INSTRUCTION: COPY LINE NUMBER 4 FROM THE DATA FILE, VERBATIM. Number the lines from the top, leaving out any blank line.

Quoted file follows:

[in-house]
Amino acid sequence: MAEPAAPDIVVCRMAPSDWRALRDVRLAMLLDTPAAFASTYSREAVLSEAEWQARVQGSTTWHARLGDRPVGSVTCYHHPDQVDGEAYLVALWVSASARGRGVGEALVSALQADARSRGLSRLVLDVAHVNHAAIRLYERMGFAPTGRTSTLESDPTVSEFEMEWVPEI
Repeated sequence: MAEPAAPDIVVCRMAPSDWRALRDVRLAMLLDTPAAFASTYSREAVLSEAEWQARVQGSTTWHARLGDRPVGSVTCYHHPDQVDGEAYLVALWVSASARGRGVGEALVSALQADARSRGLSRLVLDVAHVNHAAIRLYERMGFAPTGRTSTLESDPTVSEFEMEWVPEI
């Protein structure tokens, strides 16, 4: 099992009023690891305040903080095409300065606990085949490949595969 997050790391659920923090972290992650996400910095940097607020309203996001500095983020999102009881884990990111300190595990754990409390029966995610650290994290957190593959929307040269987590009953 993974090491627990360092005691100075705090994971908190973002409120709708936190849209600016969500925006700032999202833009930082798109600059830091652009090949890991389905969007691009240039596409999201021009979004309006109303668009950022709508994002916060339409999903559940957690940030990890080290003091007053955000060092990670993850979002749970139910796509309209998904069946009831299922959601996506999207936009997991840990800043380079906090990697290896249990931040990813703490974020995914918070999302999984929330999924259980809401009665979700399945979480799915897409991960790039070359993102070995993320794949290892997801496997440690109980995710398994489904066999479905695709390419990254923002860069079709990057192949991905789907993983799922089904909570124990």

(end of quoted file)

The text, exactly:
């Protein structure tokens, strides 16, 4: 099992009023690891305040903080095409300065606990085949490949595969 997050790391659920923090972290992650996400910095940097607020309203996001500095983020999102009881884990990111300190595990754990409390029966995610650290994290957190593959929307040269987590009953 993974090491627990360092005691100075705090994971908190973002409120709708936190849209600016969500925006700032999202833009930082798109600059830091652009090949890991389905969007691009240039596409999201021009979004309006109303668009950022709508994002916060339409999903559940957690940030990890080290003091007053955000060092990670993850979002749970139910796509309209998904069946009831299922959601996506999207936009997991840990800043380079906090990697290896249990931040990813703490974020995914918070999302999984929330999924259980809401009665979700399945979480799915897409991960790039070359993102070995993320794949290892997801496997440690109980995710398994489904066999479905695709390419990254923002860069079709990057192949991905789907993983799922089904909570124990």